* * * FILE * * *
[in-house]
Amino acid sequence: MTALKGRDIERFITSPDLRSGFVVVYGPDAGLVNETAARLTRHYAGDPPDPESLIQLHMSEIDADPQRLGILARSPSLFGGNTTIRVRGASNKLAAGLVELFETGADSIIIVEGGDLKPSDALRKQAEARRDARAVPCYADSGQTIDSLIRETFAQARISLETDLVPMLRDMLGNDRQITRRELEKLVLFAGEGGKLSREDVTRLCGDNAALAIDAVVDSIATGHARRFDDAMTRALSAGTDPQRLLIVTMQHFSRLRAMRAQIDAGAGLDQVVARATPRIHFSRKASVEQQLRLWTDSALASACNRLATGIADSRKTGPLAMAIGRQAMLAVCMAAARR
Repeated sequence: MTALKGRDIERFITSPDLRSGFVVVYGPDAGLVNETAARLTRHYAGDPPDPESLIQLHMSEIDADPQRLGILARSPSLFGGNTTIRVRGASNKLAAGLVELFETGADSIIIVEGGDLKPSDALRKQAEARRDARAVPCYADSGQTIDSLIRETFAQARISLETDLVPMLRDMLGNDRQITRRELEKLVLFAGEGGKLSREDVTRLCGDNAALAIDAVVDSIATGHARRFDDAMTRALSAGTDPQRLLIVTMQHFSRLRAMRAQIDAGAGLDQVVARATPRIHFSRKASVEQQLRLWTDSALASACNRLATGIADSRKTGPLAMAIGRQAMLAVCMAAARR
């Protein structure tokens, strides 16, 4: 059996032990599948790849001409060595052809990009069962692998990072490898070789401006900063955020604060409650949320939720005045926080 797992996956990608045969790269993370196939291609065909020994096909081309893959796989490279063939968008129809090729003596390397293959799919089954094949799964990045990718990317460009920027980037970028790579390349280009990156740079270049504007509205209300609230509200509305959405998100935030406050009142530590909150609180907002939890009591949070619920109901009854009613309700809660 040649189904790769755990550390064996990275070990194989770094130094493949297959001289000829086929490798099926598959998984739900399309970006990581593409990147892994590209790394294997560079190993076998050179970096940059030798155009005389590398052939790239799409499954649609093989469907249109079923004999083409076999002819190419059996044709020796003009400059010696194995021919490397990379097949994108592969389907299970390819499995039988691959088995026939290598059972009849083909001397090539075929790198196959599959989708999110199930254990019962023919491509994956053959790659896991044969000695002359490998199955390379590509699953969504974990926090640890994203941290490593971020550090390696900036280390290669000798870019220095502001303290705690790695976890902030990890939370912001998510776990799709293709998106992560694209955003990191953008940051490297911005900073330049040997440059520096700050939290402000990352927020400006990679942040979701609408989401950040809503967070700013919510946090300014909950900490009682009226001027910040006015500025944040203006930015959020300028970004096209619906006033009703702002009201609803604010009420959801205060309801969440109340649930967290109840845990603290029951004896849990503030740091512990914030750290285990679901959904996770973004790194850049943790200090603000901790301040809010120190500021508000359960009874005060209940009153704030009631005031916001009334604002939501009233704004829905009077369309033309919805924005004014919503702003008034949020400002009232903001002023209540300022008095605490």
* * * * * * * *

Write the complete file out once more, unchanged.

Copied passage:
[in-house]
Amino acid sequence: MTALKGRDIERFITSPDLRSGFVVVYGPDAGLVNETAARLTRHYAGDPPDPESLIQLHMSEIDADPQRLGILARSPSLFGGNTTIRVRGASNKLAAGLVELFETGADSIIIVEGGDLKPSDALRKQAEARRDARAVPCYADSGQTIDSLIRETFAQARISLETDLVPMLRDMLGNDRQITRRELEKLVLFAGEGGKLSREDVTRLCGDNAALAIDAVVDSIATGHARRFDDAMTRALSAGTDPQRLLIVTMQHFSRLRAMRAQIDAGAGLDQVVARATPRIHFSRKASVEQQLRLWTDSALASACNRLATGIADSRKTGPLAMAIGRQAMLAVCMAAARR
Repeated sequence: MTALKGRDIERFITSPDLRSGFVVVYGPDAGLVNETAARLTRHYAGDPPDPESLIQLHMSEIDADPQRLGILARSPSLFGGNTTIRVRGASNKLAAGLVELFETGADSIIIVEGGDLKPSDALRKQAEARRDARAVPCYADSGQTIDSLIRETFAQARISLETDLVPMLRDMLGNDRQITRRELEKLVLFAGEGGKLSREDVTRLCGDNAALAIDAVVDSIATGHARRFDDAMTRALSAGTDPQRLLIVTMQHFSRLRAMRAQIDAGAGLDQVVARATPRIHFSRKASVEQQLRLWTDSALASACNRLATGIADSRKTGPLAMAIGRQAMLAVCMAAARR
């Protein structure tokens, strides 16, 4: 059996032990599948790849001409060595052809990009069962692998990072490898070789401006900063955020604060409650949320939720005045926080 797992996956990608045969790269993370196939291609065909020994096909081309893959796989490279063939968008129809090729003596390397293959799919089954094949799964990045990718990317460009920027980037970028790579390349280009990156740079270049504007509205209300609230509200509305959405998100935030406050009142530590909150609180907002939890009591949070619920109901009854009613309700809660 040649189904790769755990550390064996990275070990194989770094130094493949297959001289000829086929490798099926598959998984739900399309970006990581593409990147892994590209790394294997560079190993076998050179970096940059030798155009005389590398052939790239799409499954649609093989469907249109079923004999083409076999002819190419059996044709020796003009400059010696194995021919490397990379097949994108592969389907299970390819499995039988691959088995026939290598059972009849083909001397090539075929790198196959599959989708999110199930254990019962023919491509994956053959790659896991044969000695002359490998199955390379590509699953969504974990926090640890994203941290490593971020550090390696900036280390290669000798870019220095502001303290705690790695976890902030990890939370912001998510776990799709293709998106992560694209955003990191953008940051490297911005900073330049040997440059520096700050939290402000990352927020400006990679942040979701609408989401950040809503967070700013919510946090300014909950900490009682009226001027910040006015500025944040203006930015959020300028970004096209619906006033009703702002009201609803604010009420959801205060309801969440109340649930967290109840845990603290029951004896849990503030740091512990914030750290285990679901959904996770973004790194850049943790200090603000901790301040809010120190500021508000359960009874005060209940009153704030009631005031916001009334604002939501009233704004829905009077369309033309919805924005004014919503702003008034949020400002009232903001002023209540300022008095605490």